Holgorsen dials down WVU offense
MORGANTOWN - The overriding reason Coach Dana Holgorsen was brought to West Virginia was because Athletic Director Oliver Luck saw the offenses Holgorsen conducted at Houston and Oklahoma State, and wanted the same for the Mountaineers.
And Luck knew Holgorsen could do it fast. It just hasn't been as fast at WVU.
In two seasons at Houston, Holgorsen helped the Cougars rank Nos. 10 and 1 in scoring offense, Nos. 2 and 1 in passing offense and Nos. 2 and 1 in total offense. In 2010, his only season at Oklahoma State, Holgorsen coordinated an offense that was No. 3 in scoring, No. 2 in passing and No. 3 in total offense.
He's done it again at WVU, where things are different and better for the WVU offense, but where the success hasn't been as immediate or as emphatic.
Oh, the Mountaineers were No. 67 in total offense last season (367.27 yards per game) and No. 78 in scoring offense (25.2 points per game). They're now No. 13 in total offense (479.4) and No. 16 in scoring (36.5). Holgorsen has done for Geno Smith, Stedman Bailey and Tavon Austin what he did for quarterbacks and receivers before them.
Yet Holgorsen coaches the 11th game of his first season with the Mountaineers (7-3, 3-2 Big East) here at 7 p.m. Friday against Pitt (5-5, 3-2) and says things haven't gone quite as expected because things haven't gone as fast as expected.
"I've changed quite a bit in what the play calling is and how fast it gets done and the amount of plays that we're running," he said. "All that stuff is a little different than what I've been used to."
He said his first season with the Mountaineers is not like what it was with the Cougars and Cowboys, but like it was when he joined the Texas Tech staff in 2000.
Houston Coach Kevin Sumlin wanted Holgorsen to run his offense, but to hurry it up as much as possible. Oklahoma State Coach Mike Gundy then wanted to have what Holgorsen did at Houston.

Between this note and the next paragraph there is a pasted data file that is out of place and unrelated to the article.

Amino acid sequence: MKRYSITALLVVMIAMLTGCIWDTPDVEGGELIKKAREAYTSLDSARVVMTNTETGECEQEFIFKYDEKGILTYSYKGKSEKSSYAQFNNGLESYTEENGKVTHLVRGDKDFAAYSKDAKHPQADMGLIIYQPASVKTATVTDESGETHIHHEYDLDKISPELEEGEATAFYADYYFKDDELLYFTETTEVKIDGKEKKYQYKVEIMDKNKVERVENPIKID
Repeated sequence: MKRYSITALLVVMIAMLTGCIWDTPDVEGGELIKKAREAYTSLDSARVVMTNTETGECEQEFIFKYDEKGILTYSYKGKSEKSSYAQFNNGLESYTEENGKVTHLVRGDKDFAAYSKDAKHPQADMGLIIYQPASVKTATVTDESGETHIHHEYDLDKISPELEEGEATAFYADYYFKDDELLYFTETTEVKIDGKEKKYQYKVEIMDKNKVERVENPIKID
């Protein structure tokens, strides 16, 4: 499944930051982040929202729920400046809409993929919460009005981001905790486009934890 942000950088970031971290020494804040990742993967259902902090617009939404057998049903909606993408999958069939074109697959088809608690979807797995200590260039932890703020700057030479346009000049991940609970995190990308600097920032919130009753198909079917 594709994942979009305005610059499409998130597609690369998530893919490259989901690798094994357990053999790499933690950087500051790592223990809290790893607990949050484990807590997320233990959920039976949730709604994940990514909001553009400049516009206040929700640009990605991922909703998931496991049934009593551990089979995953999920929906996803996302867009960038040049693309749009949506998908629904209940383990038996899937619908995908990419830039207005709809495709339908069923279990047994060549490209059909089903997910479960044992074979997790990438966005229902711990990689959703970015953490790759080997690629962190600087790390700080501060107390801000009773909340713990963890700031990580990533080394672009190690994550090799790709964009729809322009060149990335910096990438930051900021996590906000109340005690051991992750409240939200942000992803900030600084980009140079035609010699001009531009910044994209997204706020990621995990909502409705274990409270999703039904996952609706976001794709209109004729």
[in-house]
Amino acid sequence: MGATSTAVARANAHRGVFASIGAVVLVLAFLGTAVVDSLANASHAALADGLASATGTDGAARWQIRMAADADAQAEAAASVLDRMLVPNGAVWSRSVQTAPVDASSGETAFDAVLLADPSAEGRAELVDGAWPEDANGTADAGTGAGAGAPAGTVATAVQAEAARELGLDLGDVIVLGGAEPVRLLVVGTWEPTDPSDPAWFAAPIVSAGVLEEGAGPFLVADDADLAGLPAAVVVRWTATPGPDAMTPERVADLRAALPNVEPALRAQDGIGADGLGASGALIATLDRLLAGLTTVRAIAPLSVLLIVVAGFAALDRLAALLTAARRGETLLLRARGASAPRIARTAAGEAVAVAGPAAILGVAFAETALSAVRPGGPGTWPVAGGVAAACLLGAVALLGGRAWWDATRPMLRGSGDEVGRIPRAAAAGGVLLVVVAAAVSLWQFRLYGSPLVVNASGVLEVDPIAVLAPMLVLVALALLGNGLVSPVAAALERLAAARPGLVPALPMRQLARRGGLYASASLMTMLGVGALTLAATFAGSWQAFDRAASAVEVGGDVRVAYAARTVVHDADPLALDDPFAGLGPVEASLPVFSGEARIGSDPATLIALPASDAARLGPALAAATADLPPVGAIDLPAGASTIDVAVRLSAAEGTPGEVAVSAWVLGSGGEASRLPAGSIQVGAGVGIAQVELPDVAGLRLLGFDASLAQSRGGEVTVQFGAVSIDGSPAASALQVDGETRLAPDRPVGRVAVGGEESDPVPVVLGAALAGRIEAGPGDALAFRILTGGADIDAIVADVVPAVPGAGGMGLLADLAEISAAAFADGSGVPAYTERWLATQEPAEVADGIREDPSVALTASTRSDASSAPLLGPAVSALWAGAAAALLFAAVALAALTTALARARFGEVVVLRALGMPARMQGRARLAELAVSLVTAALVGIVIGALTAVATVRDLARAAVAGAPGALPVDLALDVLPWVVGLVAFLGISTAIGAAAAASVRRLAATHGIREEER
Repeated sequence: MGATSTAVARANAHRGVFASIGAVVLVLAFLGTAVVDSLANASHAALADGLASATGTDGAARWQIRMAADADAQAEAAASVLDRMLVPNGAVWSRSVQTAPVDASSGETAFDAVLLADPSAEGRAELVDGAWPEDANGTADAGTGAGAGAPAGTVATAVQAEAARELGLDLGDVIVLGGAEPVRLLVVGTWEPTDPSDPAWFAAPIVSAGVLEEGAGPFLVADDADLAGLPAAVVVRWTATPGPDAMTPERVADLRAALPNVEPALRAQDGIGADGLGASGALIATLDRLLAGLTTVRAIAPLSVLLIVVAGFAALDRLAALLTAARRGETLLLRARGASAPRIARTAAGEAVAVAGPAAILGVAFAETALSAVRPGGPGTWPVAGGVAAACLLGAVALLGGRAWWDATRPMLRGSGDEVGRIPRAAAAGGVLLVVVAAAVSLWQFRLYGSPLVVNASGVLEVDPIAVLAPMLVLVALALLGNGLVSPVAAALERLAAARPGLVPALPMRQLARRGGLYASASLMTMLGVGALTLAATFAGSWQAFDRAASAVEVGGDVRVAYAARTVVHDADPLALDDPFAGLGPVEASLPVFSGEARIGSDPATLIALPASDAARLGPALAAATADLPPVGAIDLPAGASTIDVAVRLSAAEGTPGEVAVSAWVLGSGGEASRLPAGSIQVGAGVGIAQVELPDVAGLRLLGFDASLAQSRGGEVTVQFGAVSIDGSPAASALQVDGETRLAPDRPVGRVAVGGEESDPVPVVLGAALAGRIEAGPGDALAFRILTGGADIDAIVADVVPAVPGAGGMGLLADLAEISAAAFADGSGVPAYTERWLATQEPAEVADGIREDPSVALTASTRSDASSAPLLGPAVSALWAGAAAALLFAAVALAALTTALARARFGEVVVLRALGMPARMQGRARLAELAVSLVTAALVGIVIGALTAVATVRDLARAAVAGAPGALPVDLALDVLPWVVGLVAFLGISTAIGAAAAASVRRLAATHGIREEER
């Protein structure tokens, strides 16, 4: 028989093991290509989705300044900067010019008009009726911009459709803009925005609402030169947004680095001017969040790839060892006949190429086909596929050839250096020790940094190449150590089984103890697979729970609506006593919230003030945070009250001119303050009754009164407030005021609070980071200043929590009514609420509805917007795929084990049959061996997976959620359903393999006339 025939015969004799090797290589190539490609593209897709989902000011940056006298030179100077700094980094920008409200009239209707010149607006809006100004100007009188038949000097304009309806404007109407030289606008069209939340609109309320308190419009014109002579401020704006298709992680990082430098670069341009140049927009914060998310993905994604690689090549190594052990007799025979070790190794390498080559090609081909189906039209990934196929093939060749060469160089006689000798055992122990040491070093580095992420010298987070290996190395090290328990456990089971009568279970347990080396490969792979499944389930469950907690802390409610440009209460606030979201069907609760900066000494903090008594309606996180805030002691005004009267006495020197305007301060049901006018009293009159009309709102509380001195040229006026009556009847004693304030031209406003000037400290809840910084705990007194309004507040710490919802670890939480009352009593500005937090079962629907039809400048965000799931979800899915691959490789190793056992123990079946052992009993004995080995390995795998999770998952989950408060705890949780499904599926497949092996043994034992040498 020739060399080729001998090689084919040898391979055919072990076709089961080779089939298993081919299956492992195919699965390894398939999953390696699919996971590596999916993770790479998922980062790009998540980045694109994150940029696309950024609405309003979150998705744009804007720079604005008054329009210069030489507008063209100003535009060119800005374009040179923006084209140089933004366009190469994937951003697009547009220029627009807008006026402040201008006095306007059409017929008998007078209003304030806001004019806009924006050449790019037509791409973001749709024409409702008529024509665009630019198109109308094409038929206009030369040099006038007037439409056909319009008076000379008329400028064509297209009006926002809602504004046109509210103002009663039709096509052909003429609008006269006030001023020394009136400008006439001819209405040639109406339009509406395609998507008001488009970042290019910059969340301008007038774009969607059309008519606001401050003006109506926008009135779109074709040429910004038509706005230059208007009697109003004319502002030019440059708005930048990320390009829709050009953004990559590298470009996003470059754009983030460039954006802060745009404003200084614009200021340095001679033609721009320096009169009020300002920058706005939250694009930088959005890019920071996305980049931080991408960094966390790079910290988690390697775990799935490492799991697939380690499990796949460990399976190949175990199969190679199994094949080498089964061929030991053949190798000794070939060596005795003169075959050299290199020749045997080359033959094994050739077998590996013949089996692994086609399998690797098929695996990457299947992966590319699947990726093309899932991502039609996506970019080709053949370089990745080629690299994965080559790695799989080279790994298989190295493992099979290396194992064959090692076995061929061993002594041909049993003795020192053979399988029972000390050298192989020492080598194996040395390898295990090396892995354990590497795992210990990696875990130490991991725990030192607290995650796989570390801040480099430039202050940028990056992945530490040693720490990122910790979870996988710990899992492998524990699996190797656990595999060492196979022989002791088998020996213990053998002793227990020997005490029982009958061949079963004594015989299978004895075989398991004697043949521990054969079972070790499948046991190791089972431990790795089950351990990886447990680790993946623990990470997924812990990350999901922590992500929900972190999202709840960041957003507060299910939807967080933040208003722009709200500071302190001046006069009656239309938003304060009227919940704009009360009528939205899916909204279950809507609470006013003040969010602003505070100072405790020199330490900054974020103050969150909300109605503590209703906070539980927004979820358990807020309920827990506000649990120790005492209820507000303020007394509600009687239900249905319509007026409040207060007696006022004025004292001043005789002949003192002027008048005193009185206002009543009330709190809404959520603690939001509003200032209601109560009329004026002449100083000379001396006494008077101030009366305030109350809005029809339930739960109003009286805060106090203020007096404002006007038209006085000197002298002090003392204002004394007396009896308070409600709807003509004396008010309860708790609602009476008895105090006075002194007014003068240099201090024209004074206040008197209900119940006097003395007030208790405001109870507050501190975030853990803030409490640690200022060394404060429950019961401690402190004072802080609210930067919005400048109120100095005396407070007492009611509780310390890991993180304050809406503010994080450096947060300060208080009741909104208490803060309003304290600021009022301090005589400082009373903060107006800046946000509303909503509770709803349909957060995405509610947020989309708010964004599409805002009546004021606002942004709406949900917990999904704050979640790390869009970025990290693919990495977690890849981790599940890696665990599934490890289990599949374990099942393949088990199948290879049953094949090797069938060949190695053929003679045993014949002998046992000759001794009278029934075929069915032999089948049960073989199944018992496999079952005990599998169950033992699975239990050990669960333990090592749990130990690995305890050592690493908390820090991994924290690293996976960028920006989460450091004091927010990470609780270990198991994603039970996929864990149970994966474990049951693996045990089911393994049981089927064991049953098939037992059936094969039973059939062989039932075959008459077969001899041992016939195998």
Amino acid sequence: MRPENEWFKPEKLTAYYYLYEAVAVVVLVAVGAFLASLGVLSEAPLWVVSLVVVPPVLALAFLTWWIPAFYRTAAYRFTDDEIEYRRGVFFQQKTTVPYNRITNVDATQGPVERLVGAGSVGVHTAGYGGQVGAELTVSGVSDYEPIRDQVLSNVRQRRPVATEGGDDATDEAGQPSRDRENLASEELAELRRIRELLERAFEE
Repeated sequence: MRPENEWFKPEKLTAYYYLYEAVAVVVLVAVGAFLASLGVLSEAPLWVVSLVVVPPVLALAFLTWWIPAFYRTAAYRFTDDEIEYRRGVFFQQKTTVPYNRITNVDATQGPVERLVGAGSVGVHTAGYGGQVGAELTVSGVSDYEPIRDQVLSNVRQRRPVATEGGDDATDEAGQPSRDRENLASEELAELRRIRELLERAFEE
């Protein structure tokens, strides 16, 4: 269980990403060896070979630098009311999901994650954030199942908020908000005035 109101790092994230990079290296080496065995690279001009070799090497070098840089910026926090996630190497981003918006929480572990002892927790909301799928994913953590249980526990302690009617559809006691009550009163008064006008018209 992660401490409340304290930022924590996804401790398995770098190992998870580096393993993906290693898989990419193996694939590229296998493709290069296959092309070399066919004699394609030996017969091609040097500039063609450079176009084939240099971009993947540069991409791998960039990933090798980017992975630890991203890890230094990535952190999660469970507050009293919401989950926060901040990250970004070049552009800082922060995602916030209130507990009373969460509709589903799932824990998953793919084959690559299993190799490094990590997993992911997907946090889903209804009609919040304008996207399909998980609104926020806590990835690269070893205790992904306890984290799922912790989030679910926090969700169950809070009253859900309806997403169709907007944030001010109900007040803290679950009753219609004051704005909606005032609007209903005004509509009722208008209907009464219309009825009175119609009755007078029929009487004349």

"The (previous) philosophies offensively at Houston and Oklahoma State were similar," Holgorsen said. "There were guys that were used to doing things similar to how we run them. The personnel was in place to where we could handle that.
"We're not there offensively. It goes back to Texas Tech when we were changing a lot of philosophies and changing the way things were done offensively."
Holgorsen and Coach Mike Leach were just beginning with the Red Raiders in 2000 and needed time to find the players that would allow them to hit their stride. To the end, they never played as consistently quick as Holgorsen's offenses did at Houston and Oklahoma State.
The players Holgorsen and his staff inherited at WVU played a spread offense, but one that was very different, and they never played with sustained pace. That change was one the players struggled with in spring and preseason practice and then into the season.
"We didn't know what our identity was to start the year off," said quarterbacks coach Jake Spavital, who was Holgorsen's graduate assistant at Houston and Oklahoma State. "We didn't really know how guys were going to operate and whether we'd be better in heavy sets or speeding the game up.
"Sometimes each quarterback is different. At Oklahoma State, we couldn't tempo very fast. At Houston, we could. Here we can do a mix of both, but I think we did do more tempo stuff at the beginning of year to try and find out who was where on offense."
What the staff discovered was the offense couldn't manage the demands that come with playing fast. The Mountaineers bothered teams early and thought they were affecting teams like LSU and Bowling Green to the point those defenses had players fake injuries to slow down the tempo.
Things have changed since then, though, and Holgorsen said he hasn't asked for the tempo. When he does now, it's usually at the end of a half or to surprise the opponent. The calls are then limited to what the players know.
"I've slimmed it down a little bit to the things that we can handle," Holgorsen said. "The amount of plays that we go into a game with is relatively the same. The rate of how fast we're calling it, how challenging the things are, it comes down to being able to block people up front and being able to make accurate reads or running the ball with numbers."
The season has not been without one pleasant surprise on offense and one that has to do with speed. Holgorsen and Spavital have been able to install, practice and feature a lot of their quick passes this season.
That usually has to wait because quarterbacks have to develop their instincts and then learn to trust them. Smith, close to breaking all of the single-season WVU passing records, picked it up early and has been able to get the ball out of his hand fast.
That's helped greatly and kept WVU from running into another obstacle. The Mountaineers haven't always trusted pass protection to call more play-action and dropback passes.
"Normally in the first year in the quick game isn't there because you have to make decisions so fast and sometimes people are hesitant to throw the ball," Spavial said. "Guys don't want to throw an interception, obviously.
"(Quarterback) Brandon Weeden couldn't do it last year at Oklahoma State. Now he can. Normally guys can evolve into it because they get repetitions, but we've always been able to do a lot more of the quick game with Geno."
Contact sportswriter Mike Casazza at email@example.com or 304-319-1142. His blog is at blogs.dailymail.com/wvu.